“Will Smith just smacked the snot out of me!” – Television Censorship in 2022
The FCC won’t let me be or let me be me so let me see…they wouldn’t let Will use profanity, but it felt so empty on live TV.
Watching TV with people who make TV (or at least know how the sausage is made, in my case) is either a really fun or a really annoying experience; we comment on a lot, which you either find cute and insightful or incessant and irrelevant. So during the Oscars on Sunday, I was having a debate with a producer about what on earth happened between Will Smith and Chris Rock. At first, we were pretty sure that the slap was staged, although neither of us could figure out why. Then I saw Will’s face—muted but undeniably livid—and was able to read his lips enough to know that Chris’ joke about Jada was not received well. That plus the telltale static image of the evening’s logo was a clear sign that something went very wrong and it was go-time for whoever was on “the button.”
But do we really need a button in 2022? In the United States, “obscenity” is not protected by the First Amendment and “profanity,” namely “grossly offensive language that is considered a public nuisance,” is restricted by the Federal Communications Commission (FCC) and prohibited on broadcast television between 6am and 10pm, since children under the age of 18 may be in the viewing audience.
However, the same rules for indecency and profanity do not apply to video on demand platforms such as Netflix and Hulu. Slowly and almost imperceptibly, the streamers, cable providers, podcasters, influencers, and YouTubers have been pushing the envelope and data shows that we, and our children, are exposed to these relaxed standards more often than the outdated norms of broadcast television. According to a recent Nielsen report, audiences now consumer 60% of their content from cable and streaming platforms, and just over a quarter of their content from broadcast. While sh#t will always constitute profanity, can it really be grossly offensive if we hear the word (and use it) on a daily basis?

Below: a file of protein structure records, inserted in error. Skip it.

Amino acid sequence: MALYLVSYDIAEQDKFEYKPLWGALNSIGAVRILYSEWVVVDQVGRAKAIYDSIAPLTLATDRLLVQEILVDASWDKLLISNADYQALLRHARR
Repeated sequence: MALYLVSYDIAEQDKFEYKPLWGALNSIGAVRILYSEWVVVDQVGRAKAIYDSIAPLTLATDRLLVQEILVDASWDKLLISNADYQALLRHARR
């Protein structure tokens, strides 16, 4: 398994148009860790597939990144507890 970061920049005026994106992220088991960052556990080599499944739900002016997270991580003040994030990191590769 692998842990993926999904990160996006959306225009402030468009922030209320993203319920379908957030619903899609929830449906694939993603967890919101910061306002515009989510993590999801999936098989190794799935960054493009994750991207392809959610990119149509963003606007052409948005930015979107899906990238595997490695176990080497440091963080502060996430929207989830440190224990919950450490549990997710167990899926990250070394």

The fact that an Aussie watching the unedited OTT (over-the-top) stream filmed the interaction and was able to share it with the world in a matter of minutes is proof that this sort of censorship is futile. Broadcast cable will never be home to the pornographic or brutally violent, that’s what HBO is for, but we should be able to watch live events as they were meant to be experienced—live. I’m not even sure the younger generations understand the difference between broadcast, cable, and streaming since ABC, A&E, and Amazon are all available through their smart TVs. However, until the FCC actually relaxes their standards, the threat of a fine still looms over the heads of executives and the button lives to see another day. What a f%ck&n$ drag.
This article is intended as a general discussion of these issues only and is not to be considered legal advice or relied upon. For more information, please contact RPJ Associate Michelle Lamardo who counsels clients in areas of entertainment and media, intellectual property, privacy and employment law. Ms. Lamardo is admitted to practice law in New York.
 If you were wondering, your run-of-the-mill pornography is protected under the First Amendment but any “obscene” pornography that violates contemporary community standards and has no “serious literary, artistic, political, or scientific value” would be unlawful.” See Miler v. California, 413 U.S. 15 (1973).
 Copyright infringement or fair use? Questions for another article.